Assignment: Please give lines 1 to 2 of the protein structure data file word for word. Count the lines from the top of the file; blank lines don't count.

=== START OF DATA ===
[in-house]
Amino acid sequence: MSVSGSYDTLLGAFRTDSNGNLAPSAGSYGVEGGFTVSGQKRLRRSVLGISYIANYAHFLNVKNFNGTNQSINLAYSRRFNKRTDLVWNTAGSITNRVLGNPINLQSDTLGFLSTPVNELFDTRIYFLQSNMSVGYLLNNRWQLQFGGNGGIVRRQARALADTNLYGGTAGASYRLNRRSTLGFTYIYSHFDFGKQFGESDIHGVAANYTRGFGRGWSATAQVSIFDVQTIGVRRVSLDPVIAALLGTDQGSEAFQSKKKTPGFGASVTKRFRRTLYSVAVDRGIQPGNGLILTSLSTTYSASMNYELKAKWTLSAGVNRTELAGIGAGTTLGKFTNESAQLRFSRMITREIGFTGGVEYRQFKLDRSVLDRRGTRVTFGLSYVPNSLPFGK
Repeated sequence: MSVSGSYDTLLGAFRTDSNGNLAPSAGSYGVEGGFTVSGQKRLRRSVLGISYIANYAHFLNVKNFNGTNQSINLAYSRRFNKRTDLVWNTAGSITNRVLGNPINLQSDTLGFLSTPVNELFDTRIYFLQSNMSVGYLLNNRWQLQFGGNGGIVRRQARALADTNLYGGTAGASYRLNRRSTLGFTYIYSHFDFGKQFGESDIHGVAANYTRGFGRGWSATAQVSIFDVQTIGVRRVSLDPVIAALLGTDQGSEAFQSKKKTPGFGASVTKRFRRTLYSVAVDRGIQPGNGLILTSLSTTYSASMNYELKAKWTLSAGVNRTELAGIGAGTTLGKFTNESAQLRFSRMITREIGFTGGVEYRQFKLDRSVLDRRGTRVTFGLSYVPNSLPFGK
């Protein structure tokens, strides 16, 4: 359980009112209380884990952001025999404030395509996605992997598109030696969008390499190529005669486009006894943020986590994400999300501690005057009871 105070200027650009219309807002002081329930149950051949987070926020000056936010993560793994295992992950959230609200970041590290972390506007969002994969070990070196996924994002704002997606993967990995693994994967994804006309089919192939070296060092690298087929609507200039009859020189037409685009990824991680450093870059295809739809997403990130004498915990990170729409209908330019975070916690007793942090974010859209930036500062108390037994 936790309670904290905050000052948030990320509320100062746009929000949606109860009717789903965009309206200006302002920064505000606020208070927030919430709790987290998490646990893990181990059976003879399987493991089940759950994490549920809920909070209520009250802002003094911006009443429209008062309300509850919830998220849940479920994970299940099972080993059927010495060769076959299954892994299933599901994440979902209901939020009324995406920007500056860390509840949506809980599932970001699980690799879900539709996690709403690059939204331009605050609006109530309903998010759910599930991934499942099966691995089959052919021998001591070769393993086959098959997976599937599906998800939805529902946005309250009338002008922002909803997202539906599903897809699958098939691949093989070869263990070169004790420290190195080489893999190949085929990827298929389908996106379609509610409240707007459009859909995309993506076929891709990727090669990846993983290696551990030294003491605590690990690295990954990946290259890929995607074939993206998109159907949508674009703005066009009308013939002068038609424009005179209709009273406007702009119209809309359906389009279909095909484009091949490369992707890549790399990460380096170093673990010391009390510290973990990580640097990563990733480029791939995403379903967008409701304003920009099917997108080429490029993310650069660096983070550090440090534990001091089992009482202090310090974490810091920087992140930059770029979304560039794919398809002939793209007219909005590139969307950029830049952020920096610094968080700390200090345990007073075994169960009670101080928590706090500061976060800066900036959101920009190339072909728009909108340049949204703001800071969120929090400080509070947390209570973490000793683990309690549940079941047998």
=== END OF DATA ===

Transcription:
[in-house]
Amino acid sequence: MSVSGSYDTLLGAFRTDSNGNLAPSAGSYGVEGGFTVSGQKRLRRSVLGISYIANYAHFLNVKNFNGTNQSINLAYSRRFNKRTDLVWNTAGSITNRVLGNPINLQSDTLGFLSTPVNELFDTRIYFLQSNMSVGYLLNNRWQLQFGGNGGIVRRQARALADTNLYGGTAGASYRLNRRSTLGFTYIYSHFDFGKQFGESDIHGVAANYTRGFGRGWSATAQVSIFDVQTIGVRRVSLDPVIAALLGTDQGSEAFQSKKKTPGFGASVTKRFRRTLYSVAVDRGIQPGNGLILTSLSTTYSASMNYELKAKWTLSAGVNRTELAGIGAGTTLGKFTNESAQLRFSRMITREIGFTGGVEYRQFKLDRSVLDRRGTRVTFGLSYVPNSLPFGK